Consequently, not all artefacts have the same amount of potentiality. This diversity also is the case when dealing with scientific concepts. Some scientific concept are defined much more precise than others. However, the aim of this article is to show that by managing the knowledge of concepts we are able to maintain a certain control over the concepts. In order to get more into depth with the development of ideas, we have to make a detour to Peirce's hyperbolic philosophy since it provides an excellent insight into the lifeline of an idea, from the first hesitant iconic beginning to the state of symbolicity.

The hyperbolic development of ideas

Peirce's hyperbolic philosophy is very apt to describe the development of an idea, whether this idea is a scientific theory or an artefact. Peirce defines hyperbolicity in the following way:

This theory is that the evolution of the world is hyperbolic, that is, proceeds from one state of things in the infinite past, to a different state of things in the infinite future. The state of things in the infinite past is chaos, tohu bohu, the nothingness of which consists in the total absence of regularity. The state of things in the infinite future is death, the nothingness of which consists in the complete triumph of law and absence of all spontaneity. Between these, we have on our side a state of things in which there is some absolute spontaneity counter to all law, and some degree of conformity to law, which is constantly on the increase owing to the growth of habit. The tendency to form habits or tendency to generalize, is something which grows by its own action, by the habit of taking habits itself growing. Its first germs arose from pure chance. There were slight tendencies to obey rules that had been followed, and these tendencies were rules which were more and more obeyed by their own action. There were also slight tendencies to do otherwise than previously, and these destroyed themselves. To be sure, they would sometimes be strengthened by the opposite tendency, but the stronger they became the more they would tend to destroy themselves. As to the part of time on the further side of eternity which leads back from the infinite future to the infinite past, it evidently proceeds by contraries. (CP 8.318, my underlining)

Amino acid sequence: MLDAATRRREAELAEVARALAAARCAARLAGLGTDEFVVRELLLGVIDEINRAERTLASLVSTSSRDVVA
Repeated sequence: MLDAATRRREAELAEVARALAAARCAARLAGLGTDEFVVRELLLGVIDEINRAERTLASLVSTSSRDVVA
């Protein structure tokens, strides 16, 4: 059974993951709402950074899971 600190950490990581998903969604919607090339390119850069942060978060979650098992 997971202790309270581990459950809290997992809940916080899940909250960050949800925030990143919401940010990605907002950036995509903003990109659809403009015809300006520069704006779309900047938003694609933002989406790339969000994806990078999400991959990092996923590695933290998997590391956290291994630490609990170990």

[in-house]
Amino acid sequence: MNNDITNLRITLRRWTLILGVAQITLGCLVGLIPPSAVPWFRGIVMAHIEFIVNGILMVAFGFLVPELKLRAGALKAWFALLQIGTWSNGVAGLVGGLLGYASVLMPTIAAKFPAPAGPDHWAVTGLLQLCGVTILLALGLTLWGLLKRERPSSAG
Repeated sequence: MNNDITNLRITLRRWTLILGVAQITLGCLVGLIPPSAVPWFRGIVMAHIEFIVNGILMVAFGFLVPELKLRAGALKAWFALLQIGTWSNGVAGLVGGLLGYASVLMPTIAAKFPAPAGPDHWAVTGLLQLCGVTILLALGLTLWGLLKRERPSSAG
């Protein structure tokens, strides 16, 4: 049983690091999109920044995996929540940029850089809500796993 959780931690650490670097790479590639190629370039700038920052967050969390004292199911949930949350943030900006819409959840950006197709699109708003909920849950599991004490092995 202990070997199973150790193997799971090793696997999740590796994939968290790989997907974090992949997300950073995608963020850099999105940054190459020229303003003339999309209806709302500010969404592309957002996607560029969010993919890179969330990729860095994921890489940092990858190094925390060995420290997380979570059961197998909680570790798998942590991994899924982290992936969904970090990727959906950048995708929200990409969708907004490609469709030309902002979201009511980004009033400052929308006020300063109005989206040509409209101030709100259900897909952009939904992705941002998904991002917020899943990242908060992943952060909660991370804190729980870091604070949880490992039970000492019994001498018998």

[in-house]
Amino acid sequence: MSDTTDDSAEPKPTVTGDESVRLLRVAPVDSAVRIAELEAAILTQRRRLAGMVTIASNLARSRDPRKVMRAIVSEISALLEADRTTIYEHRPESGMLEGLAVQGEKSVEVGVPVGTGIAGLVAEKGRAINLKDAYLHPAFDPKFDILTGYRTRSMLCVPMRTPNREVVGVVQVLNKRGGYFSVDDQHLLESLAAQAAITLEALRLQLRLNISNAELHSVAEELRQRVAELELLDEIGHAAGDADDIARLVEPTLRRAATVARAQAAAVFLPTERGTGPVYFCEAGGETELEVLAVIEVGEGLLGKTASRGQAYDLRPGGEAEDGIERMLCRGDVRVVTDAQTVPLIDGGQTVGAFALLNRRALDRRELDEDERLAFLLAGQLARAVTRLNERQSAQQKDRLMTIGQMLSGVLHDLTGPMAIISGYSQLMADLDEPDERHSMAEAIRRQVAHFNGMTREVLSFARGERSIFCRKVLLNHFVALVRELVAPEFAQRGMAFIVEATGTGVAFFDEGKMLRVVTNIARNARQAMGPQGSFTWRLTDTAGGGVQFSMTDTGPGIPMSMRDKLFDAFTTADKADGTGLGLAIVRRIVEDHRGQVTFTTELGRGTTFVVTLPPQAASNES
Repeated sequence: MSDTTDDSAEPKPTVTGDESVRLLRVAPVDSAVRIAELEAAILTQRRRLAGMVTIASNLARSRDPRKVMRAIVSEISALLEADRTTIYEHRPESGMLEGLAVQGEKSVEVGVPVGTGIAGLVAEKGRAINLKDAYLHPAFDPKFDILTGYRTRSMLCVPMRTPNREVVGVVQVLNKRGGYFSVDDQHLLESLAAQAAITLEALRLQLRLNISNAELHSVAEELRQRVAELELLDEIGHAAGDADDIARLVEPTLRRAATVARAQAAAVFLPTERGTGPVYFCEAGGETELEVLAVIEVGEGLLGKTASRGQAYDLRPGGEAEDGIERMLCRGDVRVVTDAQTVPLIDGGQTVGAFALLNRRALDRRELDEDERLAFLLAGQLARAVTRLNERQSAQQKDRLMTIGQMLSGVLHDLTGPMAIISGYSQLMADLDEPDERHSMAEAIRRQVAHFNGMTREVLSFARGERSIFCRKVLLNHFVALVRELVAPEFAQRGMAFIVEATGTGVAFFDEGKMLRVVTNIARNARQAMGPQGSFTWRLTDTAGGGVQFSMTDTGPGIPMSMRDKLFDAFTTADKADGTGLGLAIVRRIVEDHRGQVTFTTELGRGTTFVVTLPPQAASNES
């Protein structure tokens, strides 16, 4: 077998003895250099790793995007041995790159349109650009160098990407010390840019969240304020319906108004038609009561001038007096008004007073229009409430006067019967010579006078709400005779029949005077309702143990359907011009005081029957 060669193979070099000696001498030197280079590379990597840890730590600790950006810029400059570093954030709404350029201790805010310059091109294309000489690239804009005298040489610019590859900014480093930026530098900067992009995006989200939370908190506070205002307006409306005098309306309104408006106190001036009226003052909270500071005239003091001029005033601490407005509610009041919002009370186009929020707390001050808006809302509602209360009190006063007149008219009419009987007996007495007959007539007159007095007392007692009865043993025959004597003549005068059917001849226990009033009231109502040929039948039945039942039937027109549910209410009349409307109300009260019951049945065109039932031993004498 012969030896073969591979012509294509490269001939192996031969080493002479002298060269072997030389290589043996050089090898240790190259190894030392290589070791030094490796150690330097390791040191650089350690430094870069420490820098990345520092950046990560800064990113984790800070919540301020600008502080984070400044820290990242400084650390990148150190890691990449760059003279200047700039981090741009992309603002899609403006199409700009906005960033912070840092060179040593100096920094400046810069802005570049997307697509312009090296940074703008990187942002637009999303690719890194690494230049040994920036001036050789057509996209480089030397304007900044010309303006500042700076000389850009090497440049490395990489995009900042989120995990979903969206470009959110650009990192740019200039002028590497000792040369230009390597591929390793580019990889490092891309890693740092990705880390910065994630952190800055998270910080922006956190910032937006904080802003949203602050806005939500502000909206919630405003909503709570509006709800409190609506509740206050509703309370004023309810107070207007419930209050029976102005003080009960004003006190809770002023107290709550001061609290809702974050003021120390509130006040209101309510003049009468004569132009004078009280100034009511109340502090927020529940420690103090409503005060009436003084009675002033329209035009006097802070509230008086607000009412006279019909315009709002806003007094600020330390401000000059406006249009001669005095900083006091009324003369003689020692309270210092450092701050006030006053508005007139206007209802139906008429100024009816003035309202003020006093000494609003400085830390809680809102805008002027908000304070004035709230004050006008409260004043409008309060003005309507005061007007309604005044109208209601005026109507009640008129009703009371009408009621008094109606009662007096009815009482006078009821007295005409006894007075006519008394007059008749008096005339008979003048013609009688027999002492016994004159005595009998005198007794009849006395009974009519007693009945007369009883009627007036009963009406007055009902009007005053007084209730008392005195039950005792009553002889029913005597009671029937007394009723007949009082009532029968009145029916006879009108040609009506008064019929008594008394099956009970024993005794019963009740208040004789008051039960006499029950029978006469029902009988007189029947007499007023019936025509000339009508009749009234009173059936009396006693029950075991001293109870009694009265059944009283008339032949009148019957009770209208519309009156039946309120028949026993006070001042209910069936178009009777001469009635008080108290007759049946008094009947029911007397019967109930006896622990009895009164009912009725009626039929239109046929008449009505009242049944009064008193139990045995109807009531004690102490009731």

And further:

In regard to the principle of movement, three philosophies are possible.

1. Elliptic philosophy. Starting-point and stopping-point are not even ideal. Movement of nature recedes from no point, advances towards no point, has no definite tendency, but only flits from position to position.

2. Parabolic philosophy. Reason or nature develops itself according to one universal formula; but the point toward which that development tends is the very same nothingness from which it advances.

3. Hyperbolic philosophy. Reason marches from premisses to conclusion; nature has ideal end different from its origin." (CP 2.582 my underlining)

The main points in these quotes are: